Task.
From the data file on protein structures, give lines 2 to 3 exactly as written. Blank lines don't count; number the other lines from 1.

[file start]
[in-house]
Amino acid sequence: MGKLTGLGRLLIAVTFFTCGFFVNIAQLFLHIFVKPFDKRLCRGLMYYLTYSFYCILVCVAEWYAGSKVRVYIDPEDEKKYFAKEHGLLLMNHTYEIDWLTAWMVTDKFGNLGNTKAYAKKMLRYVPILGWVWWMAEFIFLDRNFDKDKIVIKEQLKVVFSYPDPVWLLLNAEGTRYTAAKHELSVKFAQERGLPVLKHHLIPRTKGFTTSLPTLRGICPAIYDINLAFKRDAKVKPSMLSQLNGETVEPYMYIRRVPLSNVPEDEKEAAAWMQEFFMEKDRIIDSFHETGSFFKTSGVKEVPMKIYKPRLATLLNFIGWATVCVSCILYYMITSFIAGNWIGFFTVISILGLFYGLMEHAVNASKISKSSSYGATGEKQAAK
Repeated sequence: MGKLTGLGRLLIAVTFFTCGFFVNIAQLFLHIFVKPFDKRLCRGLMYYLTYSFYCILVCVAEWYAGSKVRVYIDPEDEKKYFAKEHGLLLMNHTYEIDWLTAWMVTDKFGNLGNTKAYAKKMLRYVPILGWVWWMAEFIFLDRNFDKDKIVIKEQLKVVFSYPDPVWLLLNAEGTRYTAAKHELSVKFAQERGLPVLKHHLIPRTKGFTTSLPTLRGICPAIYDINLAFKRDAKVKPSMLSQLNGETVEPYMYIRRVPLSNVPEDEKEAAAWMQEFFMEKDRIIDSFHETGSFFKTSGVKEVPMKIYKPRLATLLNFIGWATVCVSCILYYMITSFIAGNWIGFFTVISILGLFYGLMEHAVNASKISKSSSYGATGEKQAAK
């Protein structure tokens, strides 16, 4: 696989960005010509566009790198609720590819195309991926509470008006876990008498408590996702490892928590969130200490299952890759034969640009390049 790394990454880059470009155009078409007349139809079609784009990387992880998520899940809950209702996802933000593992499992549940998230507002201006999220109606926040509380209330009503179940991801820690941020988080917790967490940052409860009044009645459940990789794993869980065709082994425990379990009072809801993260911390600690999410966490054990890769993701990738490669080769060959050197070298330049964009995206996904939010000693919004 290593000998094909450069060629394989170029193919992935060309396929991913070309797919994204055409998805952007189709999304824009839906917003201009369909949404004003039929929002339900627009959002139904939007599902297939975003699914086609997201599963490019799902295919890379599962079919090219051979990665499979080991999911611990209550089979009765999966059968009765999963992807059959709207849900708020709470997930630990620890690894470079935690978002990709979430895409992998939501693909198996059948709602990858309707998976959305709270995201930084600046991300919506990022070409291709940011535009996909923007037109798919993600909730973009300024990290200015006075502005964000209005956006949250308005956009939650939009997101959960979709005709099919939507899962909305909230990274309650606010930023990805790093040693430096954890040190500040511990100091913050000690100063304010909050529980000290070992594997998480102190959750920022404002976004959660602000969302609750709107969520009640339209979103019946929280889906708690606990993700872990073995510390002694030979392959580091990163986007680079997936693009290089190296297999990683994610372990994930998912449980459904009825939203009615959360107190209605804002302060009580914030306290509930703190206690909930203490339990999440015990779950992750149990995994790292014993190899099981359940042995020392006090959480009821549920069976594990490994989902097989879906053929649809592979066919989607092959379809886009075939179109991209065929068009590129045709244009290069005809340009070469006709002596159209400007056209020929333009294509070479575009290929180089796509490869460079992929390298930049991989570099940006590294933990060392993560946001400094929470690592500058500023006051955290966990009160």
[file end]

Amino acid sequence: MGKLTGLGRLLIAVTFFTCGFFVNIAQLFLHIFVKPFDKRLCRGLMYYLTYSFYCILVCVAEWYAGSKVRVYIDPEDEKKYFAKEHGLLLMNHTYEIDWLTAWMVTDKFGNLGNTKAYAKKMLRYVPILGWVWWMAEFIFLDRNFDKDKIVIKEQLKVVFSYPDPVWLLLNAEGTRYTAAKHELSVKFAQERGLPVLKHHLIPRTKGFTTSLPTLRGICPAIYDINLAFKRDAKVKPSMLSQLNGETVEPYMYIRRVPLSNVPEDEKEAAAWMQEFFMEKDRIIDSFHETGSFFKTSGVKEVPMKIYKPRLATLLNFIGWATVCVSCILYYMITSFIAGNWIGFFTVISILGLFYGLMEHAVNASKISKSSSYGATGEKQAAK
Repeated sequence: MGKLTGLGRLLIAVTFFTCGFFVNIAQLFLHIFVKPFDKRLCRGLMYYLTYSFYCILVCVAEWYAGSKVRVYIDPEDEKKYFAKEHGLLLMNHTYEIDWLTAWMVTDKFGNLGNTKAYAKKMLRYVPILGWVWWMAEFIFLDRNFDKDKIVIKEQLKVVFSYPDPVWLLLNAEGTRYTAAKHELSVKFAQERGLPVLKHHLIPRTKGFTTSLPTLRGICPAIYDINLAFKRDAKVKPSMLSQLNGETVEPYMYIRRVPLSNVPEDEKEAAAWMQEFFMEKDRIIDSFHETGSFFKTSGVKEVPMKIYKPRLATLLNFIGWATVCVSCILYYMITSFIAGNWIGFFTVISILGLFYGLMEHAVNASKISKSSSYGATGEKQAAK